Anti-doping activities are based on global codes to which athletes and other parties in the field of sports are committed. The national and international codes include, for example, the definitions of anti-doping rule violations and their consequences.
The most important codes applied in Finland are the World Anti-Doping Code and Finland’s Anti-Doping Rules, which is based on the World Anti-Doping Code. The codes are based on UNESCO’s International Convention against Doping in Sport and the Council of Europe’s Anti-Doping Convention, both of which have been ratified by the Finnish Parliament.
Processing of anti-doping rule violations
The Anti-Doping Hearing Panel is responsible for determining whether the action of an athlete or another person falling within the scope of application of the anti-doping code is to be regarded as an anti-doping rule violation as specified in the code and, if necessary, determining the appropriate sanctions.
Sanctions issued on the basis of an anti-doping rule violation vary from reprimands to four years of ineligibility in case of first violations. The scope of ineligibility is very wide, practically global, and it prohibits activities in all sports that are committed to the World Anti-Doping Code.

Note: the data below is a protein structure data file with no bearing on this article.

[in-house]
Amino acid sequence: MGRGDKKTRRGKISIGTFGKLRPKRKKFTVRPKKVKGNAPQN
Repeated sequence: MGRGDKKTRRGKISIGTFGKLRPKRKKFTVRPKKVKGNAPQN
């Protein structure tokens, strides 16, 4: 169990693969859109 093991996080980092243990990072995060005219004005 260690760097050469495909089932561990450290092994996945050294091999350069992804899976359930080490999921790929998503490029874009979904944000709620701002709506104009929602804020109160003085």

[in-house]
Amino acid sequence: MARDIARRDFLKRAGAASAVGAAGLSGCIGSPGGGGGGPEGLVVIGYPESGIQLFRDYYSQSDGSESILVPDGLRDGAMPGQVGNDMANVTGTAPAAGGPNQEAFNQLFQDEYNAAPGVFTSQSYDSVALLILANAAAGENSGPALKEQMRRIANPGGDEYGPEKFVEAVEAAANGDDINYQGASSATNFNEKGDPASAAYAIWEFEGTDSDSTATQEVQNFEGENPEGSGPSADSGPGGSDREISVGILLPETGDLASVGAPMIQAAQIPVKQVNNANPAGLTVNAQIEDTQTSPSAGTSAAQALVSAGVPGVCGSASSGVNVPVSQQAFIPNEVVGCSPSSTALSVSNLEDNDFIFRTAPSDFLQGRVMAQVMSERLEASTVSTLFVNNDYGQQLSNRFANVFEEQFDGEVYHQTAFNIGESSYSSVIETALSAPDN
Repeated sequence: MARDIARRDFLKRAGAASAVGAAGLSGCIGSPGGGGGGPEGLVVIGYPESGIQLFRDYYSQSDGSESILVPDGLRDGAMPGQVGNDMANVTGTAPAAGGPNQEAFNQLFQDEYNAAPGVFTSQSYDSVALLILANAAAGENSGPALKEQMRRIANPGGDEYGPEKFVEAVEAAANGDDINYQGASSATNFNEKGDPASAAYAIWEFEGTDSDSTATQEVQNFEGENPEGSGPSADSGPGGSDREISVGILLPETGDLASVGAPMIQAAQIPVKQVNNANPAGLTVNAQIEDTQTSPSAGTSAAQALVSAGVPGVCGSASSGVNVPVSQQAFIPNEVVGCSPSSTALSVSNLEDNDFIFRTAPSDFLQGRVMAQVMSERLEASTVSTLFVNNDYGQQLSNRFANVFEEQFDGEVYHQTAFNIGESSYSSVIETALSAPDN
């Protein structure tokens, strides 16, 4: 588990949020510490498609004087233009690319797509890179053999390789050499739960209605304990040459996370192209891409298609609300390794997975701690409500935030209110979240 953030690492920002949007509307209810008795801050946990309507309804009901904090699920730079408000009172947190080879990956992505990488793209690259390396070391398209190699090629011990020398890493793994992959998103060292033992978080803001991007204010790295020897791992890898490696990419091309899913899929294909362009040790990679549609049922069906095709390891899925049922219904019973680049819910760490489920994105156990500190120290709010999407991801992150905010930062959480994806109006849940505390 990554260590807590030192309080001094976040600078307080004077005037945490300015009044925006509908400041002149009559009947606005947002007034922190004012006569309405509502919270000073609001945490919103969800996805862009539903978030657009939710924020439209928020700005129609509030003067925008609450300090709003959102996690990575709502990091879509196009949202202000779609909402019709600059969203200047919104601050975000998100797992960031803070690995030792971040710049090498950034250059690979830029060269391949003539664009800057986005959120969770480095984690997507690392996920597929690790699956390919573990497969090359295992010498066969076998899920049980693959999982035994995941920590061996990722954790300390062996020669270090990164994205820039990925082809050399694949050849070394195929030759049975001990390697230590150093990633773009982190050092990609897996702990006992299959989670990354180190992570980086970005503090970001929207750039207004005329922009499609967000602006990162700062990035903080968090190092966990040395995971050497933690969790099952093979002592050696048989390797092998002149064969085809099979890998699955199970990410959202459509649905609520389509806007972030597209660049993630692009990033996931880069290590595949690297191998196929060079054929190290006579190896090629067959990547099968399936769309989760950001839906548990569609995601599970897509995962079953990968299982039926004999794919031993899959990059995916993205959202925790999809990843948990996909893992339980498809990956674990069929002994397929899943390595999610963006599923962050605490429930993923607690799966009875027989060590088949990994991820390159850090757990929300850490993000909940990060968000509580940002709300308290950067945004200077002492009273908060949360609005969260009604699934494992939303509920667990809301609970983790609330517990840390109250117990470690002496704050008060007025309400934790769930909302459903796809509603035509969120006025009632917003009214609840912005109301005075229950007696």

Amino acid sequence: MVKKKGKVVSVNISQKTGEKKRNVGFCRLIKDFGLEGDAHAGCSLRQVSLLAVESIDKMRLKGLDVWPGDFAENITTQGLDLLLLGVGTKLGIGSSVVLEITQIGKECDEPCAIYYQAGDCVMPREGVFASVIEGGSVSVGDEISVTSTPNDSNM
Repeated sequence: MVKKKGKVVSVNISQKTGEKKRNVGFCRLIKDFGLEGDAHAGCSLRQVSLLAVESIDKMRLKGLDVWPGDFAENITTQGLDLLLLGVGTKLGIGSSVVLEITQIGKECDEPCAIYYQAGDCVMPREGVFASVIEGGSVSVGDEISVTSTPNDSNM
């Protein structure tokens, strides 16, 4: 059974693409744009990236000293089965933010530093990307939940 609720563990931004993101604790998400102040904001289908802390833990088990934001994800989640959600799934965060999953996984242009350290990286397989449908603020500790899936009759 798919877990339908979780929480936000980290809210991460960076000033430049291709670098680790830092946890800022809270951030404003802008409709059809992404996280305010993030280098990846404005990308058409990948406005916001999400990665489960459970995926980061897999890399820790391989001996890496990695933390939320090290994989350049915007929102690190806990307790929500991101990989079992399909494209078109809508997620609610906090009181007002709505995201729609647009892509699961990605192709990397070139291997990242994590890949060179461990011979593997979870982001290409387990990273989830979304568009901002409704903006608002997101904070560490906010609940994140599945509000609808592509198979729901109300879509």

According to a recommendation issued by the Council of Europe, legal aid is provided to athletes suspected of committing an anti-doping rule violation and their support persons in Finland. The party responsible for the legal aid system is the Finnish Sports Law Association, and the system is funded by the Ministry of Education and Culture.
In addition to the anti-doping codes, the Finnish legislation also regulates doping, but not its use. The Finnish Criminal Code criminalises the illegal manufacturing, import and distribution of doping agents and their possession with the purpose of dissemination.
In some countries, the use of doping is criminalised by the sports fraud legislation, for instance. This has been a topic of discussion in Finland as well, in which the criminalisation of the use of doping would be limited to top-level sports and the athlete’s intentions to gain a financial or similar advantage. The development of the legislation could make doping control more effective by providing the police with the mandate to conduct investigations and perform raids and seizures of goods, for example.